The Corinthian Order

 “Vignola wrote an important architectural book in the middle of the 16th century, The Five Orders of Architecture. Among these orders, the Corithian one is the most sophisticated. Its name derives from the Greek city of Corinth.”

Corinthian capital

image source: https://www.khanacademy.org/humanities/ancient-art-civilizations/greek-art/beginners-guide-greece/a/greek-architectural-orders

the inventor of the corinthian order.

According to Vitruvius, Callimachus created this particular style, which is characterized by the representation of acanthus leaves on the capital. The oldest example is in the Apollo Temple at Bassae (450-420 BC).


Temple of Apollo Epicurius Archaeological site, Bassae, Greece

image source: https://www.britannica.com/place/Temple-of-Apollo-Epicurius

Greek architecture and religion has been handed down to the Roman Empire. Indeed you can see the Corinthian Order in the Pantheon today, the most ancient monument come down to us. It is associtaed with goddesses.

Unlike the Doric and Ionic order, the Corinthian order was not much used in ancient Greece. Usually the architrave is divided into three parts: as a result, the entire composition is richer in ornaments.

Important examples of the use of the Corinthian order are linked to the circular buildings (usually called Monopteros), as you can see in the temple of Vesta in Rome.

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Temple of Vesta, Rome. It has 20 exterior Corinthian columns standing on a 360 degree, 5-stepped tufa podium.

image source: http://worldalldetails.com/Slide/Rome_Architecture_Italy_Temple_of_Vesta-1212.html

In the middle of the 16th century, Italian architects such as Sebastiano Serlio and Jacopo Barozzi da Vignola, who established a canonic version of the orders, founded a “Composite order”, composed by the combination of the volutes of the Ionic with the foliage of the Corinthian.

In Romanesque and Gothic architecture, the Corinthian Capital was still retained, because the Classical System had been replaced by a new esthetic composed of arched valuts springing from columns. It might be severely plain, as in the typical Cistercian architecture.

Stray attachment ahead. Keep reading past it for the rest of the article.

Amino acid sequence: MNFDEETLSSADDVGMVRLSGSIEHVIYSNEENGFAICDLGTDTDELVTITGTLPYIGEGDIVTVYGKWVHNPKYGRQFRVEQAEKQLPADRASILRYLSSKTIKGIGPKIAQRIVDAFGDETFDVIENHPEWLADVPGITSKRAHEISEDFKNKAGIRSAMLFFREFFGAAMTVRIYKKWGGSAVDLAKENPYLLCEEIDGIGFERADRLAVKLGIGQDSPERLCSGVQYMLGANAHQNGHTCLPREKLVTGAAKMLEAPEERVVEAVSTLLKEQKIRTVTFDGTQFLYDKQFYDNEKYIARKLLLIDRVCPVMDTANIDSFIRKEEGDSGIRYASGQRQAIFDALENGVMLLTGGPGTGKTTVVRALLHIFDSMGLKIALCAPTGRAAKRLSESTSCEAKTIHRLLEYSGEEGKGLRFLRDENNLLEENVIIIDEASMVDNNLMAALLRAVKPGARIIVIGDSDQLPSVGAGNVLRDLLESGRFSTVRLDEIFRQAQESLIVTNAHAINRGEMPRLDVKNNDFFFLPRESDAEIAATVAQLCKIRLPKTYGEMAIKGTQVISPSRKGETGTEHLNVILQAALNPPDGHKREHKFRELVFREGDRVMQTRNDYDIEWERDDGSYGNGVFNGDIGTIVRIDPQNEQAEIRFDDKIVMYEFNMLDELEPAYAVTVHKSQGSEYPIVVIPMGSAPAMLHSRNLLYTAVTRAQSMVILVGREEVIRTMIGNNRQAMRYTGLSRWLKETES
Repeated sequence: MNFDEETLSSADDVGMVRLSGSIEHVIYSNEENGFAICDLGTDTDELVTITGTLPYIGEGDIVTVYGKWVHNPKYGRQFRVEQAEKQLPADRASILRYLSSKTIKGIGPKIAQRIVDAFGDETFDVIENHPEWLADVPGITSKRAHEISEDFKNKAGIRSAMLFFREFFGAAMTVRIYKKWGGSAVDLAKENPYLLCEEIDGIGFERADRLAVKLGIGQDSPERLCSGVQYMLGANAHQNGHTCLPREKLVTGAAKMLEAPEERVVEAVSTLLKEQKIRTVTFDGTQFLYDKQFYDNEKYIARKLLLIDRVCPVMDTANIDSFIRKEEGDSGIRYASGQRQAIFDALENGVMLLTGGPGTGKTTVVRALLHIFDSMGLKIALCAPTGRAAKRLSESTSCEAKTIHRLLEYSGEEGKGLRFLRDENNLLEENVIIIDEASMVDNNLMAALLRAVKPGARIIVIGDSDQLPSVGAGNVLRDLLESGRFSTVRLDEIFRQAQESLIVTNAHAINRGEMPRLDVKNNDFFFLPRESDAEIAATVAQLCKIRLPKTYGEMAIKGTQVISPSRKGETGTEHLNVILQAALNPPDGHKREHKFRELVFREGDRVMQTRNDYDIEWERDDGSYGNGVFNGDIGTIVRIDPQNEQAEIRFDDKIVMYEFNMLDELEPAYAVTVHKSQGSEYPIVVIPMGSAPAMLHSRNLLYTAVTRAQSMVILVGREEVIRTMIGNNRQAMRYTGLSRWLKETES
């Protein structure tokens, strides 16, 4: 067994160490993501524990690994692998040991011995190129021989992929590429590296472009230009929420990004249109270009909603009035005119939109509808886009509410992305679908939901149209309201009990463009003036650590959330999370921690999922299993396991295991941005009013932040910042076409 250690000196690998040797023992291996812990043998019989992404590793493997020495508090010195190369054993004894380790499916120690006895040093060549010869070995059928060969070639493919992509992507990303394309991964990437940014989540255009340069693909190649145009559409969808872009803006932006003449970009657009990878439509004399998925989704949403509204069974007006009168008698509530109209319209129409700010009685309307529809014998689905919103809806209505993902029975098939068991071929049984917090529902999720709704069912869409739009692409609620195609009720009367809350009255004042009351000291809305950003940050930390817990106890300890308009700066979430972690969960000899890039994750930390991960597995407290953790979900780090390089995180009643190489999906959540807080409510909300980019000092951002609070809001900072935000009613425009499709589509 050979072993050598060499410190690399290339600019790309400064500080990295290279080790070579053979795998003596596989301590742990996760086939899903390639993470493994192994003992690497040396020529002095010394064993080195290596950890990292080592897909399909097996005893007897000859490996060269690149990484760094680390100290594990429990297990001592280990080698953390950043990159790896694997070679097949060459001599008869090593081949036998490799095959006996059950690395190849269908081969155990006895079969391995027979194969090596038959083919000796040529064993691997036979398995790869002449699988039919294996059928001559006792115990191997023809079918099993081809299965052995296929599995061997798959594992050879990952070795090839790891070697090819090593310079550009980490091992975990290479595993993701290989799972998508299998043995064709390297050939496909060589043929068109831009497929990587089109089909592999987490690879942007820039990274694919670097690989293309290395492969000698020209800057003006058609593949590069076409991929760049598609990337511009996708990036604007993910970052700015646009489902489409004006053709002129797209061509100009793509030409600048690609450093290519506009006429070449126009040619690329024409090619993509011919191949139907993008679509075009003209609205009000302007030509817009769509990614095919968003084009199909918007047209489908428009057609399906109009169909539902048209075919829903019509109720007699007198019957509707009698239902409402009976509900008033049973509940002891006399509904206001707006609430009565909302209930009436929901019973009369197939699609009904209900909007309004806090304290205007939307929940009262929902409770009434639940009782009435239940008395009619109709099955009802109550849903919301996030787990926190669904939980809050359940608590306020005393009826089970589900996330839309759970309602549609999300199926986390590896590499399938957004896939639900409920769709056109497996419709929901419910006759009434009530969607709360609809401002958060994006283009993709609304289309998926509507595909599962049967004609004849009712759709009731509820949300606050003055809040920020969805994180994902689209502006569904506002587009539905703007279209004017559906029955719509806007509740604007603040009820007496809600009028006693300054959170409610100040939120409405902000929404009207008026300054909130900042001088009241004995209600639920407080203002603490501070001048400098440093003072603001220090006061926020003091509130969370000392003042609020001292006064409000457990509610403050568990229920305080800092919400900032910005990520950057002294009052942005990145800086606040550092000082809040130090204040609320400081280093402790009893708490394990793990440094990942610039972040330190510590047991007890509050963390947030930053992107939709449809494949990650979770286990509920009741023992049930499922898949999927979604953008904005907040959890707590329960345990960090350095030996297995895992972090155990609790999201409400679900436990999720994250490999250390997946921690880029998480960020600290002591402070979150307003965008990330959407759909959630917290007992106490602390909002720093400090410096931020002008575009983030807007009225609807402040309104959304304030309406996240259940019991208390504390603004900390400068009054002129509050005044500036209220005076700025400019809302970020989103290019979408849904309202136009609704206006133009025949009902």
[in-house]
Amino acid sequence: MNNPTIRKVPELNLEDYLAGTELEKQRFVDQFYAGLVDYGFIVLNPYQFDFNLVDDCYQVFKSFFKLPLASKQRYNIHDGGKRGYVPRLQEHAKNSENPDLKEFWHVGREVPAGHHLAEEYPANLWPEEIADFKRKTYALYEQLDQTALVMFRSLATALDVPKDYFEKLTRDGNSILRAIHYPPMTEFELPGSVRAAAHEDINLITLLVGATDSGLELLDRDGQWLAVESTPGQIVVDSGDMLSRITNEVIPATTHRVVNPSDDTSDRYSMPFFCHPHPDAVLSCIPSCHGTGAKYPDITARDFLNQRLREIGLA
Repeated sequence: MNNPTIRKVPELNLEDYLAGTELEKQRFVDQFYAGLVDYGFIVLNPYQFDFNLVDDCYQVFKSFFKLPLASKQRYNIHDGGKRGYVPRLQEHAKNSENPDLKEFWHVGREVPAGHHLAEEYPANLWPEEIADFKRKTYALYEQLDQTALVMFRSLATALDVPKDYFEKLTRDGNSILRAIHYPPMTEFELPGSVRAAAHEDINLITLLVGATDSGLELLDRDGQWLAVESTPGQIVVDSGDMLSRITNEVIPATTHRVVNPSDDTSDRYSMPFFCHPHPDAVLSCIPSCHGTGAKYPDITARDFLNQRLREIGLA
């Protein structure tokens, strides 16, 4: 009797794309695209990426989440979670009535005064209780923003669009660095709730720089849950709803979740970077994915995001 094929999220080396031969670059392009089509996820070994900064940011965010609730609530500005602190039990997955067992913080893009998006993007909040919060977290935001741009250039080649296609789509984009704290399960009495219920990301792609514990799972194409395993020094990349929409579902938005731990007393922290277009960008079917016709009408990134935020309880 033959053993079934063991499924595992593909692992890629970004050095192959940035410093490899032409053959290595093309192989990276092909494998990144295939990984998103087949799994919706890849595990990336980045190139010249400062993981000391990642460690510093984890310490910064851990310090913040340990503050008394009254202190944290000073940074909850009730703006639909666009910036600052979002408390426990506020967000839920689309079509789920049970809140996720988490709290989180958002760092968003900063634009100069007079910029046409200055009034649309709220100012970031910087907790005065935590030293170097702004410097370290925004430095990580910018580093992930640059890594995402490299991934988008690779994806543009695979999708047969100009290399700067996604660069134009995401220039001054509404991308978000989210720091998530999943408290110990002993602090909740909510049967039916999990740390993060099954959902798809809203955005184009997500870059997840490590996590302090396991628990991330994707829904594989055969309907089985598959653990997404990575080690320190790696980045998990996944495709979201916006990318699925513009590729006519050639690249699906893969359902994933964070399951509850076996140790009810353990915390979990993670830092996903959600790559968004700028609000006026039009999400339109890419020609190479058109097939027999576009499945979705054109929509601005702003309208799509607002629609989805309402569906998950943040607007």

style CHARACTERISTICS. 

The Corinthian order is characterized by an important element: the carved capital, formed also by more vegetal elements than in the Iconic order. The stylized carved leaves of an acanthus plant grow around the capital, generally terminating just below the abacus.

The most important features are:

  • The striking capital, which is carved with two staggered rows of stylized acanthus leaves and four scrolls.
  • The shaft has 24 sharp-edged flutes, while the column is 10 diameters high. In its proportions, the Corinthian column is similar to the Ionic column, though it is more slender, and stands apart by its distinctive carved capital.
  • The abacus upon the capital has concave sides to conform to the corners of the capital, and it may have a rosette at the center of each side.
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Structure of a Corinthian column

image source:http://kids.britannica.com/comptons/art-52935/Corinthian

 

Where can we find it? 

The Corinthian order was favored by Romans, probably because of its slender propeties. We can find this order in a lot of Roman architectural monuments, such as the Temple of Mars Ultor, the Pantheon in Rome, and theand the Maison Carrée in Nîmes.

maison-carree
The Maison Carrée is an ancient building in Nîmes, southern France. (4-7 AD)

image source: https://it.wikipedia.org/wiki/Maison_Carr%C3%A9e#/media/File:MaisonCarr%C3%A9e.jpeg

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Corinthian columns on a neo-classical style building (U.S. Post Office on Broadway) in New York City

image source: http://www.essential-humanities.net/art-supplementary/classical-orders/#corinthian

https://www.britannica.com/technology/Corinthian-order

https://en.wikipedia.org/wiki/Corinthian_order

 

 

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